Say it loud

Copywriting tip no. 92

When you’re writing, say your words out loud before settling on a final draft.

Everyone knows this, right? Whether we want to be known as the office loon, is another matter. In a busy work environment, you might feel a bit foolish suddenly speaking what you’re writing, but it is hugely helpful when sense checking and proofreading what you’ve written.

Mumble it, mutter it or splutter it.

Far better to seem like madness is setting in than make a mistake. Remember, grammar is there to be respected but sometimes the vernacular is necessary when writing good copy. If your copy is too stilted, it won’t sound natural or conversational and will actually turn customers off.

Good English or good copy? 

Grammar pedants aren’t always right when it comes to critiquing the written word. This is where a good copywriter can bridge the gap between writing compelling sales copy and correct use of English. For example, in spite of what your teacher may have said, starting sentences with ‘and’ or ‘so’ is permissible. But we all know this, right?

So if we know so much, why is writing great copy, so difficult? Unfortunately, some things can’t be taught. You’ve either got a knack for it, or you haven’t. When it comes to your business, it’s this knack that brings results. And that’s where I come in.

Get in touch if you need a copywriter to bring some copy magic to your communications. I’d love to hear from you.

 

 

 

 

 

 

 

 

 

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Happy New Year

Nothing says ‘Happy New Year’ like a good grammar debate about syntax. I’m sure other copywriters will agree, the use of the term New Year can be a total room 101 moment.

So, should it be new year or New Year when it comes to good grammar? Should you capitalise New Year or should you keep it in lower case?

The answer is in the context.

If you use a greeting, followed by the downtrodden exclamation mark – yes, it is still good grammar to use one! – then you should use uppercase lettering.

For example: “Hi Jane, Happy New Year!”

But if you are talking generally about the new year, it should be lower case. Do not mix your cases! I’ve seen this a lot on Twitter recently and it’s guaranteed to turn every grammar pedant purple. No ‘Happy new Year’, please!

It’s a Proper Noun, dude…

The reason is that the New Year in ‘Happy New Year!’ acts as a proper noun and as such should be capitalised. When it is a common noun (usually preceded by an indefinite article or ‘a’) it is lower case, just like every other common noun.

…but it’s not always proper

But if you’re talking about ‘the new year’, this is where it gets a bit more tricky. Because you’re using the definite article. If the reference is talking about the actual event of New Year’s, it should be upper case, e.g. “The New Year’s performance was given by Robbie Williams.”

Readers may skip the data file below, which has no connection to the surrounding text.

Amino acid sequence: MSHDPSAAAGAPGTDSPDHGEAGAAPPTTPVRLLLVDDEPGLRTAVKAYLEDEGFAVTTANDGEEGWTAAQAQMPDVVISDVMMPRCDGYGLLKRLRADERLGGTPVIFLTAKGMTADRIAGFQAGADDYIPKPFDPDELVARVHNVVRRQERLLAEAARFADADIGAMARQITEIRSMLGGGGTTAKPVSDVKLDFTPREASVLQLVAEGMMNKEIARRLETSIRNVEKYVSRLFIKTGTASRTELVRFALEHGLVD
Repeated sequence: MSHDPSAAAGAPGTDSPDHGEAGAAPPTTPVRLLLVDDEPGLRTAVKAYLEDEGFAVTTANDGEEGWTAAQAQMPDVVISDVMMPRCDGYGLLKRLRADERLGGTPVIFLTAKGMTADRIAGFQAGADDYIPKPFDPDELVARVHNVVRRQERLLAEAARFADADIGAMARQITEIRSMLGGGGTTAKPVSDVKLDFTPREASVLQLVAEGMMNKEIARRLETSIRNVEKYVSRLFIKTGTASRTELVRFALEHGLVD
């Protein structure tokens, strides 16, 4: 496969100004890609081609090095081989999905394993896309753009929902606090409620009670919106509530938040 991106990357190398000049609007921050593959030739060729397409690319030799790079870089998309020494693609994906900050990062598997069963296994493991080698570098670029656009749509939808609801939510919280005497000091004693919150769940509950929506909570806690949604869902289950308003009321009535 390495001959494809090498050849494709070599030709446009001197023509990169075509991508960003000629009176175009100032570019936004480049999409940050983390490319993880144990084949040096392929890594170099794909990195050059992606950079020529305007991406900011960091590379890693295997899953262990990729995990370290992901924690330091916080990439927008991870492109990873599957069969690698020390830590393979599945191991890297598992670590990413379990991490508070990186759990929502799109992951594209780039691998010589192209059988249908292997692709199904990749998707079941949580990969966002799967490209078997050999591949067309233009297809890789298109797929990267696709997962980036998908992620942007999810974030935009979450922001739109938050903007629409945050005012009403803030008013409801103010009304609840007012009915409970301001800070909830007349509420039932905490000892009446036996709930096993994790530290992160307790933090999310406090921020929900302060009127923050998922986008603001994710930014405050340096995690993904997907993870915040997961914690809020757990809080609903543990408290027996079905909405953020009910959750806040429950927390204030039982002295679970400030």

When common, think lower case

However, if you’re saying “Spend over £50 in the new year and earn more points”, it should be lower case, because it’s talking about the new year in general and includes more than one day in the reference.

And there we have it. Your copywriting new year lesson in how to suck eggs in 2017. Have a happy, healthy new year and remember, a rolling stone gathers no moss. So tap me up for some freelance copywriting. Or if you need any freelance tea making, I can handle that too.

 

You want to sound like who?

Oh if we had a pound for every client who wants to sound more like ‘Innocent’. All the country’s copywriters would now be installed on a sun lounger in Jamaica, sipping freshly squeezed tropical fruit drinks from a coconut. Take that Innocent Towers, now owned by Coke!

When brands talk the talk

When a brand is strong enough to know exactly who its audience is and where they want to be, they don’t have to try to mimic their competitors. Today’s audiences want disruption: they’re hungry for it – hell, they expect it. With media clutter at an all time high, it’s going to be a strong voice that cuts through the chatter. So if you sound just like everybody else, how can you make sure your marketing spend is being heard?

When a brand knows what it wants to say and how it wants to act, its tone of voice is a pleasure to devise. The hard part is standing out from the pack as you implement it. Consistency and a well thought out application is key. A great ad campaign needs to be supported at every channel with the same approach to well-thought-through messaging. For example, there’s no point being the no-nonsense supermarket in town if your website is completely baffling and beyond user friendly.

Nice words, but is anyone listening?